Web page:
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Hold fresh pay negotiations with doctors to end strike, Isaac Ruto tells governors

Thursday December 8 2016

Bomet Governor Isaac Ruto speaks at Kiptenden

Bomet Governor Isaac Ruto speaks at Kiptenden in Bureti, Kericho County, on December 7, 2016. He urged governors to individually lead talks with the striking health workers in order to restore services at public hospitals. PHOTO | TIMOTHY KEMEI | NATION MEDIA GROUP 

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Bomet Governor Isaac Ruto has now challenged all governors to meet and talk to the striking health workers in their respective counties and convince them to resume work, saying health management is fully devolved.

Speaking Wednesday afternoon at Kiptenden Primary School in Bureti constituency, Kericho County, Mr Ruto said it is the duty of each governor to ensure that health systems in their county are functional and urged them to hold fresh salary negotiations with the doctors and nurses who are on strike so that they can return to work.

Bomet is the only county where medical services have not been affected by the ongoing nationwide strike, which has crippled medical services and caused much suffering to poor Kenyans who are unable to afford treatment at private hospitals.

“In Bomet, I just called my doctors and we had a talk and sorted out all issues and they are now at work. What are the other governors waiting for?

“No one else will solve the crisis in their counties because this is a devolved function and I agree with the health workers that they deserve better pay,” he said.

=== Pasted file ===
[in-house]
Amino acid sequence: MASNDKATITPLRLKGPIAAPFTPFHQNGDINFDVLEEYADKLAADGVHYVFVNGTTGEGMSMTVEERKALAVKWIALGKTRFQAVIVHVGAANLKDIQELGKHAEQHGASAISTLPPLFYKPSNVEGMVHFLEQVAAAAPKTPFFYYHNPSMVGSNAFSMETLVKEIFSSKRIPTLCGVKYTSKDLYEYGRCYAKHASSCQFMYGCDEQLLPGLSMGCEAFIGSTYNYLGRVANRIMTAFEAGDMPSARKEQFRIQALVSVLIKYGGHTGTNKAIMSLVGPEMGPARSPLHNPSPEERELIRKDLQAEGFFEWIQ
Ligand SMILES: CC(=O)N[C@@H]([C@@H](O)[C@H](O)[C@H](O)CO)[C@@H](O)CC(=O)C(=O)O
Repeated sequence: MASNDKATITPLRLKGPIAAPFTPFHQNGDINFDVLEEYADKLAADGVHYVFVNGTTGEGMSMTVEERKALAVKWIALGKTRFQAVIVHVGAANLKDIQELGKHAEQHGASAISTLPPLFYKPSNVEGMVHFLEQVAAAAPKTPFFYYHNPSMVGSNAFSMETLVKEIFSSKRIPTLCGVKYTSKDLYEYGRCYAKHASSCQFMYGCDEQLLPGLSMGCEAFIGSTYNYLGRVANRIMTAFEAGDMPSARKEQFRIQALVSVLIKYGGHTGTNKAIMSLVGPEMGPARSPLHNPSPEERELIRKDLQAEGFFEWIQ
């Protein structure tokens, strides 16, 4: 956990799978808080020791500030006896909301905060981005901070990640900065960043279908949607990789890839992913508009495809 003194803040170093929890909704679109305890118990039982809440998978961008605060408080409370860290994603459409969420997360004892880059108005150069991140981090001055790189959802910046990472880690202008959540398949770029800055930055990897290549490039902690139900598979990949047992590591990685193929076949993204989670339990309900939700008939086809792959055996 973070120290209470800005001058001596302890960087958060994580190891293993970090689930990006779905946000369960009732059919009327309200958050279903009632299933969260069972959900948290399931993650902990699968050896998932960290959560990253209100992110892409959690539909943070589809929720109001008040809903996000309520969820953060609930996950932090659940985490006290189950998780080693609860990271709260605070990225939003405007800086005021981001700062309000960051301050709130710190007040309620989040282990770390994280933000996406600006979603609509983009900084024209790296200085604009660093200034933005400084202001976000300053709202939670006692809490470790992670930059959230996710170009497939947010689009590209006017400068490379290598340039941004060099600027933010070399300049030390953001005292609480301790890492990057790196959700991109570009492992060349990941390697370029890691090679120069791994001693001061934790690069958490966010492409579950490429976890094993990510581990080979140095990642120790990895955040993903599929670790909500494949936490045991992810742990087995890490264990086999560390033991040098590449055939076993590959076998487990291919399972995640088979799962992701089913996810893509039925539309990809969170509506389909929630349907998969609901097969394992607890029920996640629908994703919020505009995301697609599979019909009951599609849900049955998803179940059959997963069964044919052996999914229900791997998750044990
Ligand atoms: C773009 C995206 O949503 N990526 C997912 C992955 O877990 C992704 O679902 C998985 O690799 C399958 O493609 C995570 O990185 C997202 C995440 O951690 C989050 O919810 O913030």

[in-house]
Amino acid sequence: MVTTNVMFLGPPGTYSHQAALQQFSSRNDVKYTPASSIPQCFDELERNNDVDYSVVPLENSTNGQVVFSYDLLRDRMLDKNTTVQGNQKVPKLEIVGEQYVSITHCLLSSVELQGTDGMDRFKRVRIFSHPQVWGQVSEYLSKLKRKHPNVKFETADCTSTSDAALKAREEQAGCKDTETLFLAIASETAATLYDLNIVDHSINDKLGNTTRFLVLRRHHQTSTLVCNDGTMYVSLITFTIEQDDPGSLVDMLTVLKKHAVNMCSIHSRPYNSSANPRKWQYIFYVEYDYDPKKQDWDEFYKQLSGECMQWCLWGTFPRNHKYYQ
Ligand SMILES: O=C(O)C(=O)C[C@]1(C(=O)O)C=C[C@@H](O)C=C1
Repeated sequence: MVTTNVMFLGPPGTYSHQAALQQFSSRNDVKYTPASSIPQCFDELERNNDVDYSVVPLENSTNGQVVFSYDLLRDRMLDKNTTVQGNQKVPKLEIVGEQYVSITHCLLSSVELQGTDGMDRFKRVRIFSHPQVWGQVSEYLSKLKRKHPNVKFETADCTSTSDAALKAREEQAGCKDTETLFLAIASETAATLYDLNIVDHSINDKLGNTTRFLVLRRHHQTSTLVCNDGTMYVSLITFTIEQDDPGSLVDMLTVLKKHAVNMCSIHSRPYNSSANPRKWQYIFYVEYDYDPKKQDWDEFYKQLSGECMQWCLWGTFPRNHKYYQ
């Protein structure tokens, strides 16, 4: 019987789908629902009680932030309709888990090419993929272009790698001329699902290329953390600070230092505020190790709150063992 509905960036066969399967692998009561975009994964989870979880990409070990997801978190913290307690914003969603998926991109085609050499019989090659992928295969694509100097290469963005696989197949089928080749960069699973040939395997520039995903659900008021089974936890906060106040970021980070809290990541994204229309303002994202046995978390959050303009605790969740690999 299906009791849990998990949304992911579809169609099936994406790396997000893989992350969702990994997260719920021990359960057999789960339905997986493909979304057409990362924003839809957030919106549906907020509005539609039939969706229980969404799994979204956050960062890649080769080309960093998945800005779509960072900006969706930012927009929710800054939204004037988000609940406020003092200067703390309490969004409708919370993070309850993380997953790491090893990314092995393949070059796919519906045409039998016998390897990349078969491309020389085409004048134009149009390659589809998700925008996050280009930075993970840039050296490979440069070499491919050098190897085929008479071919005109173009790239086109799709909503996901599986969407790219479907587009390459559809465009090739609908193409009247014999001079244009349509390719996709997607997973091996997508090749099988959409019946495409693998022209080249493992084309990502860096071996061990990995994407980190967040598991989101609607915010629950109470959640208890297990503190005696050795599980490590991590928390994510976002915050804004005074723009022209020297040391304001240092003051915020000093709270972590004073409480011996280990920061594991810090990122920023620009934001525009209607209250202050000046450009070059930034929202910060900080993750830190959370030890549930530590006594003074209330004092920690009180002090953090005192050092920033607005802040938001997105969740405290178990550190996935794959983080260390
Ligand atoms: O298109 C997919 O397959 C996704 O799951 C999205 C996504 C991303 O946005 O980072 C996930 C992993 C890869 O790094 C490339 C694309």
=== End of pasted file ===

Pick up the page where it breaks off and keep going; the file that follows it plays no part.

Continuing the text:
Nonetheless, he accused former Health Minister James Macharia of being behind the current situation, wondering why Mr Macharia agreed on a collective bargaining agreement (CBA) with the Kenya Medical Practitioners, Pharmacists and Dentists Union (KMPDU) in 2013 despite the function having been devolved and was therefore being managed by county governments.

“All this problem we are seeing was caused by Mr Macharia who signed a document and stashed it away without allowing governors to see it.

“Most governors realised that such a document existed just two or three days before the strike started,” added Governor Ruto.

He demanded to know why the national government is retaining billions of shillings to run the national Health ministry instead of devolving the funds to be used to employ more doctors and nurses and enhance their pay.


In a separate interview, Kericho Governor Paul Chepkwony said talks are ongoing between his administration and leaders of KMPDU and the Kenya National Union of Nurses (Knun) which called the strike which entered its fifth day Thursday.

He pleaded with the medical workers to return to work as the government seeks ways of implementing the 2013 CBA even as he passed the buck to Health Minister Cleopa Mailu whom he asked him to engage the union leaders to end the industrial action.

Council of County Ministers Chairman Anthony Njaramba also weighed in on the matter, asking Kenyans not to blame county Health executives for the mess in the health sector and instead pointed an accusing finger at the national government.

Mr Njaramba said the only way to solve the problem is by the national government accepting to increase allocation to the county governments, adding that most counties are already allocating huge amounts of money to the health sector in their budgets.